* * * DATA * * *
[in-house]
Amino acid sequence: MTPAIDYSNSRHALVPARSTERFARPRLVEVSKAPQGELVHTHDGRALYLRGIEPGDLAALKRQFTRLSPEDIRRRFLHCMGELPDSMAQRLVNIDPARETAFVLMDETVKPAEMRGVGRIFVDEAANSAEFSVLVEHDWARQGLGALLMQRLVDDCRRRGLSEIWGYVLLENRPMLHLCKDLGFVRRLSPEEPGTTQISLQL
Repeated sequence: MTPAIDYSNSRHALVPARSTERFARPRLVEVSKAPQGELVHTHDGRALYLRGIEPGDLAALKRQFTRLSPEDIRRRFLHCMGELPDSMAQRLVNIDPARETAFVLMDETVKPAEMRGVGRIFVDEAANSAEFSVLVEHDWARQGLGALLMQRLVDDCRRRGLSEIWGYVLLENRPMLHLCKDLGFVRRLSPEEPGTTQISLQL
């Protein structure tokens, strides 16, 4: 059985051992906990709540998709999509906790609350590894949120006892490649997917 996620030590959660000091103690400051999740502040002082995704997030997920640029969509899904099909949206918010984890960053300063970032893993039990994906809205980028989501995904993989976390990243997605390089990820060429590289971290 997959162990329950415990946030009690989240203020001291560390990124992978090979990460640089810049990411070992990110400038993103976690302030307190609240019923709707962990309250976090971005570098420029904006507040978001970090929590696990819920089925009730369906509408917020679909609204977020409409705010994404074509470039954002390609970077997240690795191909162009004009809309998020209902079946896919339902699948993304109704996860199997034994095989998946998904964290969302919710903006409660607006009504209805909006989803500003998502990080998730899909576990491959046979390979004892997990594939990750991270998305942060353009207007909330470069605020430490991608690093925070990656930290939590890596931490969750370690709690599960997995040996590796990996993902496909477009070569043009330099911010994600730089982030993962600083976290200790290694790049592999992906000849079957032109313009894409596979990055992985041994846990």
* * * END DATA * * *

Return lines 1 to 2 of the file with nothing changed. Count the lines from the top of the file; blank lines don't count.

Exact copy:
[in-house]
Amino acid sequence: MTPAIDYSNSRHALVPARSTERFARPRLVEVSKAPQGELVHTHDGRALYLRGIEPGDLAALKRQFTRLSPEDIRRRFLHCMGELPDSMAQRLVNIDPARETAFVLMDETVKPAEMRGVGRIFVDEAANSAEFSVLVEHDWARQGLGALLMQRLVDDCRRRGLSEIWGYVLLENRPMLHLCKDLGFVRRLSPEEPGTTQISLQL